However, the final decision about who can have NHS-funded IVF in England is made by local integrated care boards (ICBs), and their criteria may be stricter than those recommended by NICE.

What happens during IVF

  IVF involves 6 main stages:

  1. Suppressing your natural cycle – your menstrual cycle is suppressed with medicine.
  2. Helping your ovaries produce extra eggs – medicine is used to encourage your ovaries to produce more than 1 egg at a time.
  3. Monitoring your progress and maturing your eggs – an ultrasound scan is carried out to check the development of the eggs, and medicine is used to help them mature.
  4. Collecting the eggs – a needle is inserted through your vagina and into your ovaries to remove the eggs.
  5. Fertilising the eggs – the eggs are mixed with the sperm for a few days to allow them to be fertilised.
  6. Transferring the embryo(s) – 1 or 2 fertilised eggs (embryos) are placed into your womb.

Once the embryo(s) has been transferred into your womb, you’ll need to wait 2 weeks before taking a pregnancy test to see if the treatment has worked.

IVF Success rate in India

IVF or In-vitro fertilization has been a boon to those infertile couples dreaming to start a family. IVF is a process with her partners sperm outside their body. The outcome of an IVF procedure varies from one couple to another and one clinic to another.

The success rate of IVF procedure depends upon varies factors as given below:

  • Age of the female partner
  • Duration of infertility
  • Type of infertility (primary or secondary)
  • Cause of infertility
  • Quality of the sperm, egg, and embryo
  • The endometrial development
  • Luteal phase post transfer

With respect to the above-given factors, in India, the success rate of IVF success rate is around 40% in young women. The chance of success rates also increases in women younger than 35 years of age. The success rate of this most commonly used assisted reproductive technology or ART is usually measured on the basis of live birth per embryo transfer. Live birth per embryo transfer is known as Live birth rate.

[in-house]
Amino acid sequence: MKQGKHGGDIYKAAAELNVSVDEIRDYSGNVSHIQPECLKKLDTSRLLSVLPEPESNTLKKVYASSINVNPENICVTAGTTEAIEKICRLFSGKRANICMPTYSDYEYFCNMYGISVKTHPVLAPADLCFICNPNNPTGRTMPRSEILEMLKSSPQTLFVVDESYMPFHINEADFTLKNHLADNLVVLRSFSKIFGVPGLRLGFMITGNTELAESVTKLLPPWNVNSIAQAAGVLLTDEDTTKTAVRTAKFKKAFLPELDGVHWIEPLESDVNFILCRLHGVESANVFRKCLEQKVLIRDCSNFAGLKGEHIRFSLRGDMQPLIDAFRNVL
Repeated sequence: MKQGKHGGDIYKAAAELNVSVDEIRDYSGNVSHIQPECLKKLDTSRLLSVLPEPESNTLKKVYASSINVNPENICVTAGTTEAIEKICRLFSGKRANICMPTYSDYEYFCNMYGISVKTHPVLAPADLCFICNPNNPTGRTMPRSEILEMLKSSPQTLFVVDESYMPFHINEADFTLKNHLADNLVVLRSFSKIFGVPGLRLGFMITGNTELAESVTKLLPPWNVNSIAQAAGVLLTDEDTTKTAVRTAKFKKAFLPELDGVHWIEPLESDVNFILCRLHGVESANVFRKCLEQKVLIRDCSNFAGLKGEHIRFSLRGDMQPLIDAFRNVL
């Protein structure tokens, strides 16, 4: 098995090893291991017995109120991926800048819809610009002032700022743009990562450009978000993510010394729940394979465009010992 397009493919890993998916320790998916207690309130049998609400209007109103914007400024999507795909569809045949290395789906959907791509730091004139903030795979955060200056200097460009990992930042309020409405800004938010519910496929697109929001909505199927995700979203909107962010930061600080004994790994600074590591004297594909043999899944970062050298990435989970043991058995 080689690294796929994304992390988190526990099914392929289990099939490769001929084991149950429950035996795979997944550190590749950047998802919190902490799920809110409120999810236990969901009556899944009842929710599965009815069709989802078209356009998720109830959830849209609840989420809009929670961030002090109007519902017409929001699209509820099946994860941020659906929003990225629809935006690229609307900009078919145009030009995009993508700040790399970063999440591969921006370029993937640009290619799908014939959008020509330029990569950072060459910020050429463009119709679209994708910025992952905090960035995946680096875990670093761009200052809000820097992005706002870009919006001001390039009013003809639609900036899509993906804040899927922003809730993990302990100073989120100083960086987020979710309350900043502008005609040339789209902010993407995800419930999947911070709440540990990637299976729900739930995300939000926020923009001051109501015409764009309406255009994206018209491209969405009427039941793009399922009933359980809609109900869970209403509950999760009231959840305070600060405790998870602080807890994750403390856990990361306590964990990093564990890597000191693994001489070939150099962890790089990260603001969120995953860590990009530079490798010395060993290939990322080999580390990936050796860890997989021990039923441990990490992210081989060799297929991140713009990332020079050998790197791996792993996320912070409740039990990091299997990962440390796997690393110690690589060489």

Nowadays, most of the clinics have adopted a “freeze all” technique, where the embryos generated after ICSI or conventional IVF are frozen and not eggs. With the use of new age reproductive techniques, the IVF success rates in India have increased considerably. Endometrial receptivity analysis (ERA) is one such technique that can be helpful in patients with recurrent implantation failure by studying the endometrium at a molecular level.

In case of advanced maternal age, most of the implantation failures happen due to the chromosomal abnormalities of the embryos, a Pre implantation Genetic Screening (PGS) is highly recommended to increase the chance of implantation.

In certain couples, the conventional IVF treatments may not be of much help. For them, the Intra Cytoplasmic Sperm Injection (ICSI) which is a further classification of IVF could be a ray of hope. It is a laboratory procedure where a single sperm is picked up and injected directly into an egg with a fine glass needle.

A lot of challenges are faced during an IVF treatment; one must undergo these procedures and screening to ensure a greater chance of success.

Statistics about IVF in 2022

IVF (in vitro fertilization) is a popular artificial reproductive technology (ART) used to treat male and female factor infertility. The success rates of IVF are higher than most ARTs, but not all women who undergo the cycle are successful. If you have questions about your unexplained infertility or if you know someone who has experienced IVF failure, here are some things to consider:

Assisted reproductive technologies like IVF have facilitated the birth of millions of healthy babies. However, the procedures can be intensive and costly, and success depends on various factors like age and number of cycles. Although IVF isn’t always successful, working with an experienced fertility expert can boost your odds. At ReceptivaDx, we offer a proactive test for BCL6, which could indicate abnormal endometrial tissues. You can take the test before starting IVF.

A 2019 national report published by SART (Society for Assisted Reproductive Technology) revealed age as a critical factor. According to the report, 55% of women under 35 achieved a live birth following one egg retrieval cycle. The percentage dropped to 4.3% for women over 42 years.

Another study by researchers at the University of NSW Australia also revealed the same findings. Here’s a breakdown of their findings on IVF success rates:

  • Two out of three women who begin IVF before 35 have a baby within three IVF cycles.
  • After their first cycle, women younger than 30 have a 44% chance of having a baby. After seven cycles, their odds increase to 69-92%.
  • Women between the ages of 40 and 44 have an 11% chance of having a baby after the first IVF cycle. That likelihood increases to 21-37% after eight IVF cycles.

Challenges and risks with IVF

The most important challenges of IVF are as follow: